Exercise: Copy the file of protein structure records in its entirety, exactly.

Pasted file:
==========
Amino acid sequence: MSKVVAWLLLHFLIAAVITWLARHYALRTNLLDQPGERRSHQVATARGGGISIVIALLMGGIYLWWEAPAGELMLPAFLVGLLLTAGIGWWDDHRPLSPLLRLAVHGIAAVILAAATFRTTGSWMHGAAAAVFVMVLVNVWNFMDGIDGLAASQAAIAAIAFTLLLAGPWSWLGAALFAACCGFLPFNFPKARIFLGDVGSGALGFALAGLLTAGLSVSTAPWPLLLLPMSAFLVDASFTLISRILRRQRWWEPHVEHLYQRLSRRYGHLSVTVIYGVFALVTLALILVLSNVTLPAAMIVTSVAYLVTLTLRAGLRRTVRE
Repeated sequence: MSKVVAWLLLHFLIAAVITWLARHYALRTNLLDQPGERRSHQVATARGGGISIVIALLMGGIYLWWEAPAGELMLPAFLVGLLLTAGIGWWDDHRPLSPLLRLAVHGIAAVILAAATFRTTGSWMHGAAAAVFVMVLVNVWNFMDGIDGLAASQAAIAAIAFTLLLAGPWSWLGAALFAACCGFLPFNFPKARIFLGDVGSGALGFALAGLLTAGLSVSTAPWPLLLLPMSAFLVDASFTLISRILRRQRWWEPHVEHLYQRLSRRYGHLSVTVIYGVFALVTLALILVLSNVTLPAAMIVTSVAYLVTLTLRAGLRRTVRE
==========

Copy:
Amino acid sequence: MSKVVAWLLLHFLIAAVITWLARHYALRTNLLDQPGERRSHQVATARGGGISIVIALLMGGIYLWWEAPAGELMLPAFLVGLLLTAGIGWWDDHRPLSPLLRLAVHGIAAVILAAATFRTTGSWMHGAAAAVFVMVLVNVWNFMDGIDGLAASQAAIAAIAFTLLLAGPWSWLGAALFAACCGFLPFNFPKARIFLGDVGSGALGFALAGLLTAGLSVSTAPWPLLLLPMSAFLVDASFTLISRILRRQRWWEPHVEHLYQRLSRRYGHLSVTVIYGVFALVTLALILVLSNVTLPAAMIVTSVAYLVTLTLRAGLRRTVRE
Repeated sequence: MSKVVAWLLLHFLIAAVITWLARHYALRTNLLDQPGERRSHQVATARGGGISIVIALLMGGIYLWWEAPAGELMLPAFLVGLLLTAGIGWWDDHRPLSPLLRLAVHGIAAVILAAATFRTTGSWMHGAAAAVFVMVLVNVWNFMDGIDGLAASQAAIAAIAFTLLLAGPWSWLGAALFAACCGFLPFNFPKARIFLGDVGSGALGFALAGLLTAGLSVSTAPWPLLLLPMSAFLVDASFTLISRILRRQRWWEPHVEHLYQRLSRRYGHLSVTVIYGVFALVTLALILVLSNVTLPAAMIVTSVAYLVTLTLRAGLRRTVRE